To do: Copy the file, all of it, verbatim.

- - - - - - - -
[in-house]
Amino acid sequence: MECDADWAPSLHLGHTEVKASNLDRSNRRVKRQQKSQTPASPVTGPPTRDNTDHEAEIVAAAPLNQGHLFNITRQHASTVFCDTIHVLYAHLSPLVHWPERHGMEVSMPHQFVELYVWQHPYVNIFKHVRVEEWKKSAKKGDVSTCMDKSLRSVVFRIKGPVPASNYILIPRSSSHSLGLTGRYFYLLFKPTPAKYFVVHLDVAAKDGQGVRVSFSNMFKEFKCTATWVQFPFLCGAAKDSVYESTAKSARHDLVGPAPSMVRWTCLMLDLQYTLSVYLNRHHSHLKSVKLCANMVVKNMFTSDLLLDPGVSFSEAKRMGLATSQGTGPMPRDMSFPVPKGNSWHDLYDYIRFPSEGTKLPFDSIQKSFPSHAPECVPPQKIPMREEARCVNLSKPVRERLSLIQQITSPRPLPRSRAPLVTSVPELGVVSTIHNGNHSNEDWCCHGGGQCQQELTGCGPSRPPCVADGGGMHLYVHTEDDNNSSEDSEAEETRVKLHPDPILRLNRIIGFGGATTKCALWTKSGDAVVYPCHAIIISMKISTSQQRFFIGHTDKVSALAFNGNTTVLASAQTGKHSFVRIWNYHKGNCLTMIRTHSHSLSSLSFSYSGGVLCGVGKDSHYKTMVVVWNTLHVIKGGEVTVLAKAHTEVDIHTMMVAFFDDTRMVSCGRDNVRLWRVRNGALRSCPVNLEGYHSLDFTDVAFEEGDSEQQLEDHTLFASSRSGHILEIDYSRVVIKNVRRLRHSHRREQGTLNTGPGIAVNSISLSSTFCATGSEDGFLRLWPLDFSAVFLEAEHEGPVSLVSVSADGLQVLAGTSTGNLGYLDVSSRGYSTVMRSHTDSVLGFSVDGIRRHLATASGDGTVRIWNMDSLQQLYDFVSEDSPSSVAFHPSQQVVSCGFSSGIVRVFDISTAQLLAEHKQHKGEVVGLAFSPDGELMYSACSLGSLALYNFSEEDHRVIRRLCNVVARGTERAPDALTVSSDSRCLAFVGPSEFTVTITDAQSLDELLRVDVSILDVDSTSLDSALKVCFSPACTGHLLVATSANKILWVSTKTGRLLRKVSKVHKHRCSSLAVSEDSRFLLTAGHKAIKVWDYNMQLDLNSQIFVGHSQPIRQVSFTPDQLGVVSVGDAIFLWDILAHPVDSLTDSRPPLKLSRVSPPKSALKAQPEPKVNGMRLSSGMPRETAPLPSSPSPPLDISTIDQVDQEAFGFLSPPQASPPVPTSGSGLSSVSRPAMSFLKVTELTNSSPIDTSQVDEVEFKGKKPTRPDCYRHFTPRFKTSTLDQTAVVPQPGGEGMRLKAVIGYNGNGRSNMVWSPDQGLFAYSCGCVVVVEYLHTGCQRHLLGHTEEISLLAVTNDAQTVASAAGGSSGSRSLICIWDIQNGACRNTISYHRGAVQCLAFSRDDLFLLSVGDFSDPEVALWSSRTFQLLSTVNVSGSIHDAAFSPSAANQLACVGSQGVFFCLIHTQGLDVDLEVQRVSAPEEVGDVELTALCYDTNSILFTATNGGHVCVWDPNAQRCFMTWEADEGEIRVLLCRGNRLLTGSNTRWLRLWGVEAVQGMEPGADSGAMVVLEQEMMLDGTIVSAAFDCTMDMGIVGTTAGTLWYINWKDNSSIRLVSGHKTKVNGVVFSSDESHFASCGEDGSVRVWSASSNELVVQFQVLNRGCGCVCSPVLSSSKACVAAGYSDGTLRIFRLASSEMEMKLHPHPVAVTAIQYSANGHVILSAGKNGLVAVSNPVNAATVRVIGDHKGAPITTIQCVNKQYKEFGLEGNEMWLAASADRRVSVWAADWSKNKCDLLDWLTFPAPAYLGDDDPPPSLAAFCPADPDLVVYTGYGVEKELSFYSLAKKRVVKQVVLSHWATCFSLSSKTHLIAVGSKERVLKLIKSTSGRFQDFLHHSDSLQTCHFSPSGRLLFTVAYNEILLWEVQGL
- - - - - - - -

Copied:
[in-house]
Amino acid sequence: MECDADWAPSLHLGHTEVKASNLDRSNRRVKRQQKSQTPASPVTGPPTRDNTDHEAEIVAAAPLNQGHLFNITRQHASTVFCDTIHVLYAHLSPLVHWPERHGMEVSMPHQFVELYVWQHPYVNIFKHVRVEEWKKSAKKGDVSTCMDKSLRSVVFRIKGPVPASNYILIPRSSSHSLGLTGRYFYLLFKPTPAKYFVVHLDVAAKDGQGVRVSFSNMFKEFKCTATWVQFPFLCGAAKDSVYESTAKSARHDLVGPAPSMVRWTCLMLDLQYTLSVYLNRHHSHLKSVKLCANMVVKNMFTSDLLLDPGVSFSEAKRMGLATSQGTGPMPRDMSFPVPKGNSWHDLYDYIRFPSEGTKLPFDSIQKSFPSHAPECVPPQKIPMREEARCVNLSKPVRERLSLIQQITSPRPLPRSRAPLVTSVPELGVVSTIHNGNHSNEDWCCHGGGQCQQELTGCGPSRPPCVADGGGMHLYVHTEDDNNSSEDSEAEETRVKLHPDPILRLNRIIGFGGATTKCALWTKSGDAVVYPCHAIIISMKISTSQQRFFIGHTDKVSALAFNGNTTVLASAQTGKHSFVRIWNYHKGNCLTMIRTHSHSLSSLSFSYSGGVLCGVGKDSHYKTMVVVWNTLHVIKGGEVTVLAKAHTEVDIHTMMVAFFDDTRMVSCGRDNVRLWRVRNGALRSCPVNLEGYHSLDFTDVAFEEGDSEQQLEDHTLFASSRSGHILEIDYSRVVIKNVRRLRHSHRREQGTLNTGPGIAVNSISLSSTFCATGSEDGFLRLWPLDFSAVFLEAEHEGPVSLVSVSADGLQVLAGTSTGNLGYLDVSSRGYSTVMRSHTDSVLGFSVDGIRRHLATASGDGTVRIWNMDSLQQLYDFVSEDSPSSVAFHPSQQVVSCGFSSGIVRVFDISTAQLLAEHKQHKGEVVGLAFSPDGELMYSACSLGSLALYNFSEEDHRVIRRLCNVVARGTERAPDALTVSSDSRCLAFVGPSEFTVTITDAQSLDELLRVDVSILDVDSTSLDSALKVCFSPACTGHLLVATSANKILWVSTKTGRLLRKVSKVHKHRCSSLAVSEDSRFLLTAGHKAIKVWDYNMQLDLNSQIFVGHSQPIRQVSFTPDQLGVVSVGDAIFLWDILAHPVDSLTDSRPPLKLSRVSPPKSALKAQPEPKVNGMRLSSGMPRETAPLPSSPSPPLDISTIDQVDQEAFGFLSPPQASPPVPTSGSGLSSVSRPAMSFLKVTELTNSSPIDTSQVDEVEFKGKKPTRPDCYRHFTPRFKTSTLDQTAVVPQPGGEGMRLKAVIGYNGNGRSNMVWSPDQGLFAYSCGCVVVVEYLHTGCQRHLLGHTEEISLLAVTNDAQTVASAAGGSSGSRSLICIWDIQNGACRNTISYHRGAVQCLAFSRDDLFLLSVGDFSDPEVALWSSRTFQLLSTVNVSGSIHDAAFSPSAANQLACVGSQGVFFCLIHTQGLDVDLEVQRVSAPEEVGDVELTALCYDTNSILFTATNGGHVCVWDPNAQRCFMTWEADEGEIRVLLCRGNRLLTGSNTRWLRLWGVEAVQGMEPGADSGAMVVLEQEMMLDGTIVSAAFDCTMDMGIVGTTAGTLWYINWKDNSSIRLVSGHKTKVNGVVFSSDESHFASCGEDGSVRVWSASSNELVVQFQVLNRGCGCVCSPVLSSSKACVAAGYSDGTLRIFRLASSEMEMKLHPHPVAVTAIQYSANGHVILSAGKNGLVAVSNPVNAATVRVIGDHKGAPITTIQCVNKQYKEFGLEGNEMWLAASADRRVSVWAADWSKNKCDLLDWLTFPAPAYLGDDDPPPSLAAFCPADPDLVVYTGYGVEKELSFYSLAKKRVVKQVVLSHWATCFSLSSKTHLIAVGSKERVLKLIKSTSGRFQDFLHHSDSLQTCHFSPSGRLLFTVAYNEILLWEVQGL